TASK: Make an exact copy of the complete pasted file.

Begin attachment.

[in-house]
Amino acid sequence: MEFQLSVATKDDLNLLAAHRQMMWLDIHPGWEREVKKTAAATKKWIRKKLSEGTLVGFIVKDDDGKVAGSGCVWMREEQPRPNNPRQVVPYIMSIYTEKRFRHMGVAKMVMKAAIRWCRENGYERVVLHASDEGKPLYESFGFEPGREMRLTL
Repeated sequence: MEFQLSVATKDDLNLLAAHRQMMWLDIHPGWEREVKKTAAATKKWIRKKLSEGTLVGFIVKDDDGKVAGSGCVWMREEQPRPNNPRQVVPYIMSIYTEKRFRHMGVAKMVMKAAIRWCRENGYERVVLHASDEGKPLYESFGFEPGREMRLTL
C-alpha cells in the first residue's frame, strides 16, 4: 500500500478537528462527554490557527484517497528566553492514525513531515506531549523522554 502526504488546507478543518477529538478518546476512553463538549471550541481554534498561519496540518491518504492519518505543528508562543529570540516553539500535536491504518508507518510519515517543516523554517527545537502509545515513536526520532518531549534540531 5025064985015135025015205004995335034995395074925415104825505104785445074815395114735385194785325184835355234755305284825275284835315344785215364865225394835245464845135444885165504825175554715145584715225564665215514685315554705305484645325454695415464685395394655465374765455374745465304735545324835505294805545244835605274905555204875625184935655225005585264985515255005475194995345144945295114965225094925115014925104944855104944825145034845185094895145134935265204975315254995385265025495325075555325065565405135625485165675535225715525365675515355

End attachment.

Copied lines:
[in-house]
Amino acid sequence: MEFQLSVATKDDLNLLAAHRQMMWLDIHPGWEREVKKTAAATKKWIRKKLSEGTLVGFIVKDDDGKVAGSGCVWMREEQPRPNNPRQVVPYIMSIYTEKRFRHMGVAKMVMKAAIRWCRENGYERVVLHASDEGKPLYESFGFEPGREMRLTL
Repeated sequence: MEFQLSVATKDDLNLLAAHRQMMWLDIHPGWEREVKKTAAATKKWIRKKLSEGTLVGFIVKDDDGKVAGSGCVWMREEQPRPNNPRQVVPYIMSIYTEKRFRHMGVAKMVMKAAIRWCRENGYERVVLHASDEGKPLYESFGFEPGREMRLTL
C-alpha cells in the first residue's frame, strides 16, 4: 500500500478537528462527554490557527484517497528566553492514525513531515506531549523522554 502526504488546507478543518477529538478518546476512553463538549471550541481554534498561519496540518491518504492519518505543528508562543529570540516553539500535536491504518508507518510519515517543516523554517527545537502509545515513536526520532518531549534540531 5025064985015135025015205004995335034995395074925415104825505104785445074815395114735385194785325184835355234755305284825275284835315344785215364865225394835245464845135444885165504825175554715145584715225564665215514685315554705305484645325454695415464685395394655465374765455374745465304735545324835505294805545244835605274905555204875625184935655225005585264985515255005475194995345144945295114965225094925115014925104944855104944825145034845185094895145134935265204975315254995385265025495325075555325065565405135625485165675535225715525365675515355